Foot-tapping bars in the city centre include El Zinco (zincojazz.com; Calle Motolinia 20), one of the greatest underground jazz clubs in the world; Salon Los Angeles (salonlosangeles.mx; Calle de Lerdo 206), a famous old dance hall; and raucous disco Barba Azul (Calle Gutierrez Najera 291).
High-end travel company Journey Mexico (journeymexico.com) specialises in crafting unique itineraries featuring the finest bars, restaurants and accommodation in Mexico City. Abercrombie & Kent (abercrombiekent.com.au) has private journeys in Mexico from five to 14 days, with extensions available.
Where to eat in Mexico City
Breakfast is generally a light meal, as is dinner. The most important meal of the day is lunch, between 2 and 4pm. The leafy Polanco district is home to three restaurants that have been included on the World’s 50 Best Restaurants list: Biko (biko.com.mx; Av. Presidente Masaryk 407), a flavoursome collision between Spain and Mexico; Quintonil (quintonil.com; Newton 55), featuring modern Mexican cooking with an emphasis on greens; and Pujol (pujol.com.mx; Tennyson 133), named by Wall Street Journal as the best in Mexico City.
At Dulce Patria (dulcepatriamexico.com; Anatole France 100), also in compact Polanco, critically acclaimed chef Martha Ortiz channels the creative spirit of Kahlo with an avant-garde interior and colourful Mexican food. Can there be a more exciting place to eat? In prime location in the city centre, traditional Mexican dishes get a modern update at Barrio Alameda (Calle Dr Mora 9), housed in a stunning art deco building (chic lodging Chaya B&B Boutique is on the top floor).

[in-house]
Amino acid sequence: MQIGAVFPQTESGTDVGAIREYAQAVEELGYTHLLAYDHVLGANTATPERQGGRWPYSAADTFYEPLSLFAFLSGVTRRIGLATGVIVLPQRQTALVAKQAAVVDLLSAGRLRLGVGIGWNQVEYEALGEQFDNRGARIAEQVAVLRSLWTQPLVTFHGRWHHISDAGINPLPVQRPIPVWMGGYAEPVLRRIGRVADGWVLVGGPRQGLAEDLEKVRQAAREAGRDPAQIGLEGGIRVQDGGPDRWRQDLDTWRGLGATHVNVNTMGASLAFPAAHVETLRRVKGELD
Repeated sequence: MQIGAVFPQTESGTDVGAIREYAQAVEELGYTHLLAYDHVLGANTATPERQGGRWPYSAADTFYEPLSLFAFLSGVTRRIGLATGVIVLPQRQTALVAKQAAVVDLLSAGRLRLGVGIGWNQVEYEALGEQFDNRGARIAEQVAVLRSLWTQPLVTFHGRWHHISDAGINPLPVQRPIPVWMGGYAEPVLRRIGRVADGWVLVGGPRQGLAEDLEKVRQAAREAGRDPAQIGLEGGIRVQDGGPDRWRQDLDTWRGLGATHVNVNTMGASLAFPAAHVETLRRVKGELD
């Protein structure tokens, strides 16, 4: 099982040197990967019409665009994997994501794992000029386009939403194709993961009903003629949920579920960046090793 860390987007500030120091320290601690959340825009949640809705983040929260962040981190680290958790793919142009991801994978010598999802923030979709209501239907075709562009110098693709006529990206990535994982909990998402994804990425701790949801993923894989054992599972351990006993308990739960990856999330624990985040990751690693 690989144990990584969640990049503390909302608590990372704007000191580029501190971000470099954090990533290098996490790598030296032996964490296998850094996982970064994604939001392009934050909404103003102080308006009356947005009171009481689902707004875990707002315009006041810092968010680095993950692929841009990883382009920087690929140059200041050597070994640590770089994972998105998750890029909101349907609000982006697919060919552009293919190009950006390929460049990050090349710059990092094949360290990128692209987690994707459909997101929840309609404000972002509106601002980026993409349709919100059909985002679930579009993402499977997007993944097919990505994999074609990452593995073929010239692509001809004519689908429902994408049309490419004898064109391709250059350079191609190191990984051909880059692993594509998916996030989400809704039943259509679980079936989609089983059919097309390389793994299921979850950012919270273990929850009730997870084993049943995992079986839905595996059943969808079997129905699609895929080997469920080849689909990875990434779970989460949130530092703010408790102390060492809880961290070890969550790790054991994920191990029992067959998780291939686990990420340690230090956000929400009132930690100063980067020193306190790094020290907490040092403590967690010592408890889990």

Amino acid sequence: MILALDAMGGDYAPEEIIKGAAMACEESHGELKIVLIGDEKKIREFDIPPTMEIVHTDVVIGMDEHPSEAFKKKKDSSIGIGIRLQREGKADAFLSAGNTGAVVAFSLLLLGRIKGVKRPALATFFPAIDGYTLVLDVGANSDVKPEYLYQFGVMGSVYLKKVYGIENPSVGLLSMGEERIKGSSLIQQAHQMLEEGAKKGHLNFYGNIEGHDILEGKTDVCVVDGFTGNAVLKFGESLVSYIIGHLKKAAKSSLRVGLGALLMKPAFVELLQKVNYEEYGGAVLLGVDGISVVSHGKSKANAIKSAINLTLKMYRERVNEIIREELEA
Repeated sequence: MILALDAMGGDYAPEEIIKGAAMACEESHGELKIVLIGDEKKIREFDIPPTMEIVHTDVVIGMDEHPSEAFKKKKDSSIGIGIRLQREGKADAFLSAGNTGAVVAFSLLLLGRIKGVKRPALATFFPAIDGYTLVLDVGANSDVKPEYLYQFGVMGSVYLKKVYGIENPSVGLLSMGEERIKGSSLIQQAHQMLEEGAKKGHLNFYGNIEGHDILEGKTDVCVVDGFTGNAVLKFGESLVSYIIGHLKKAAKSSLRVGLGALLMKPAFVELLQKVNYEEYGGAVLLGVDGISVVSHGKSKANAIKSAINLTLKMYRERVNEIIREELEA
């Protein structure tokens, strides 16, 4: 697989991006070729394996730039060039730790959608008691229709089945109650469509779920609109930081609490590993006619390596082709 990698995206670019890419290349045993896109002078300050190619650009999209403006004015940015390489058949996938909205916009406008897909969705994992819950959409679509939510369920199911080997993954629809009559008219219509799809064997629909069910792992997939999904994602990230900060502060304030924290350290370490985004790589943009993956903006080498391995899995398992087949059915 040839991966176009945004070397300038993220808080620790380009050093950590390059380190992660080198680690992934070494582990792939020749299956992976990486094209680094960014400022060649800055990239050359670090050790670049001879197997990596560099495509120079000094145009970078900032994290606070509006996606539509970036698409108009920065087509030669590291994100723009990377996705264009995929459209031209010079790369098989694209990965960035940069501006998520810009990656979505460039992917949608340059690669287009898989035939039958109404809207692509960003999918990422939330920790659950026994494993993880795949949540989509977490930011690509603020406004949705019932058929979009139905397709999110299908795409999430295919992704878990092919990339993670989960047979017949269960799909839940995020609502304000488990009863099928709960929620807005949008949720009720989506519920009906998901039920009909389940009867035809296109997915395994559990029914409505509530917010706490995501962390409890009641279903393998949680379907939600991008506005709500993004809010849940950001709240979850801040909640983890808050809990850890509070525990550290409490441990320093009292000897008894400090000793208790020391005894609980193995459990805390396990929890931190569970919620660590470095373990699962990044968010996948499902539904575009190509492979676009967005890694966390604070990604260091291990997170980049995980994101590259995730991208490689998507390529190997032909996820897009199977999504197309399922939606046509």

The Mercado de San Juan (San Juan Market), also in the city centre, draws gourmets with its mind-boggling maze of stalls selling everything from simple smoked ham rolls to worm quesadillas. When in Roma, one of Mexico City’s most fashionable neighbourhoods, don’t miss Fonda Fina (fondafina.com.mx; Medellin 79), serving regional Mexican dishes with modern nuances in a homey atmosphere. After dinner make a beeline for Roma’s Licoreria Limantour (limantour.tv; Av. Alvaro Obregon 106), heralded as the top cocktail bar in Latin America. Majer Tejado, the first woman to win the title of best mixologist in Mexico, recommends the bar’s classic margarita al pastor; silver tequila with bright cilantro, pineapple and smoky chilli.
Where to shop in Mexico City
Polanco boasts some seriously upscale shopping. Said to be the most expensive shopping street in Latin America, Presidente Masaryk Avenue is lined with designer brands such as Louis Vuitton and Dolce & Gabbana. Find unique items at Onora Casa (Mexican textiles and handmade objects) and Yakampot (mixes traditional with modern designs to create garments like the rebozo scarf).
Vintage treasure hunters should head to La Lagunilla Market, located about 10 blocks north of the city centre’s main plaza in La Lagunilla district. It has everything from rare books to old Mexican ceramics (from 9am Sundays).
Cups covered with chaquiras placed by hand and adhered with beeswax by Huichol artisans at Onoro Casa